Taking an approach to the issue of corporate donations in election campaigns almost completely opposite that of the U.S. Supreme Court in Citizens United v FEC, the Brazilian Supreme Court has banned corporate donations in elections.
Last week, the court ruled 8 to 3 that campaign donations from corporations were unconstitutional.
The Brazilian ban on corporate donations comes amid an extensive corruption scandal that has reached all the way to the Brazilian presidency, with citizens calling for President Dilma Rousseff to be impeached.
During the Brazilian elections last year, close to 76% of the total $760 million donated to the campaigns for congress and the presidency, came directly from corporate sources, according to The Guardian.
Taking virtually the opposite position of the Brazilian Supreme Court, the U.S. Supreme Court in 2008, in the case of Citizens United v FEC, ruled to allow virtually unlimited giving to political campaigns by corporations in the United States
While in the U.S. corporations are technically limited in how much they may donate to a candidate or party, the use of 501 (c) 4 organizations, commonly referred to as a “super PAC” allow corporations to give limitlessly.
According to the Sunlight Foundation:
Traditional political action committees are bound by a $5,000 annual limit on the size of contributions they can accept from individuals and are prohibited from accepting contributions from corporations and labor unions.
A super PAC is freed from these restrictions under two conditions: The PAC must neither 1) give money directly to a candidate or other political committees that give directly to candidates, nor 2) coordinate how it spends its money with a federal candidate. As long as those two conditions are met, a super PAC may accept donations directly from corporate or union treasuries and in amounts that are limited only by the size of donors’ bank accounts.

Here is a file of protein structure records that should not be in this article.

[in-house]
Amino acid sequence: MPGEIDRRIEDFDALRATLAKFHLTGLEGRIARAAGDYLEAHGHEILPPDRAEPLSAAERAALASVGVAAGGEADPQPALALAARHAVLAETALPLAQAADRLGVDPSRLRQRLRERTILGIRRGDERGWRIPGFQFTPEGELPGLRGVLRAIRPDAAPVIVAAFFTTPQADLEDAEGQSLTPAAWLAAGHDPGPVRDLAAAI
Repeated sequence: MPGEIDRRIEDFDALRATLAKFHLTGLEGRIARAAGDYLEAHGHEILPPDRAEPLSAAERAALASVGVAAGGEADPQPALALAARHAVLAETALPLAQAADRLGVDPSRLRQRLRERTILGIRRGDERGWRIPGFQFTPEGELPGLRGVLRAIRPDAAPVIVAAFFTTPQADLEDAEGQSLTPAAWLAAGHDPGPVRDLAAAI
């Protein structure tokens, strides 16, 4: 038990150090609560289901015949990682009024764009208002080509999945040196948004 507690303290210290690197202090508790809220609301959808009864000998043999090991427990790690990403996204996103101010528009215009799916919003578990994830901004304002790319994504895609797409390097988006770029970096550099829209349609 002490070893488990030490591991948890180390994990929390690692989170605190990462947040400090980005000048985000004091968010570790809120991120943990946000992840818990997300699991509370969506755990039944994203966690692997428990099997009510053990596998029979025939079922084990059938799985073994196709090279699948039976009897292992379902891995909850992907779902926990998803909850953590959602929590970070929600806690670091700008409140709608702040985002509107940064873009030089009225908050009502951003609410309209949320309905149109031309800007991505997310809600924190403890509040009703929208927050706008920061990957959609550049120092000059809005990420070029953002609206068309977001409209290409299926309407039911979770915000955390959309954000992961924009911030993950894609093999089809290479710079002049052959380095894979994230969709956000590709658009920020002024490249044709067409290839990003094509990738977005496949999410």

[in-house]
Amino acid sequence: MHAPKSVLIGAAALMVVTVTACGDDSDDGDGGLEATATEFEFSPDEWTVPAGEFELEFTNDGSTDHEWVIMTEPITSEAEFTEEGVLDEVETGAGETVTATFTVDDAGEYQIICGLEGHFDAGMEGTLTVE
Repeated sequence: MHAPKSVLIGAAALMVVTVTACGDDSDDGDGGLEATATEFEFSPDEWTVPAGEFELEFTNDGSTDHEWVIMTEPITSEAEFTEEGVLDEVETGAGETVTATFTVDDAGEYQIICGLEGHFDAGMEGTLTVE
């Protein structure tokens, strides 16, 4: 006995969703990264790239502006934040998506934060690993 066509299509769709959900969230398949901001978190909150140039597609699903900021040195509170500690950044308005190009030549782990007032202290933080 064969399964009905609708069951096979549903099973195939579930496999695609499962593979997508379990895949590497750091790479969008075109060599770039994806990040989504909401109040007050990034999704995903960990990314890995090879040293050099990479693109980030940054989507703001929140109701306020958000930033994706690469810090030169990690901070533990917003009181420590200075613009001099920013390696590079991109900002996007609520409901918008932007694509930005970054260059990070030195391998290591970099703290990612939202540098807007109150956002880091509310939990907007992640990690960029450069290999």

Arguing that big money in politics had created a game that was rigged from the start, thus undermining the legitimacy of government as a whole, Brazilian Supreme Court Justice Rosa Weber said,
“The influence of economic power has ended up transforming the electoral process into a rigged political game, a despicable pantomime which makes the voter a puppet, simultaneously undermining citizenship, democracy and popular sovereignty.”
One potential loophole that could be exploited is a provision in the ruling, which allows for donations by individuals, of up to 10% of their annual income. One of the main concerns is that this allows for the potential exploitation of the rules by companies channeling their money through “bundles” of individual voters.
In America, super PACs currently operate as de facto campaigns, which although legally prohibited from coordinating with the legitimate campaign, often work in concert with the official campaign. Super PACs have already collected over $300 million in donations to be spent on the 2016 election cycle.
Although banning things, or creating legal prohibitions rarely result in the desired results, it seems common sense to keep corporations from bringing such undue influence to bear in a political arena that dictates nearly all aspects of the lives of individuals.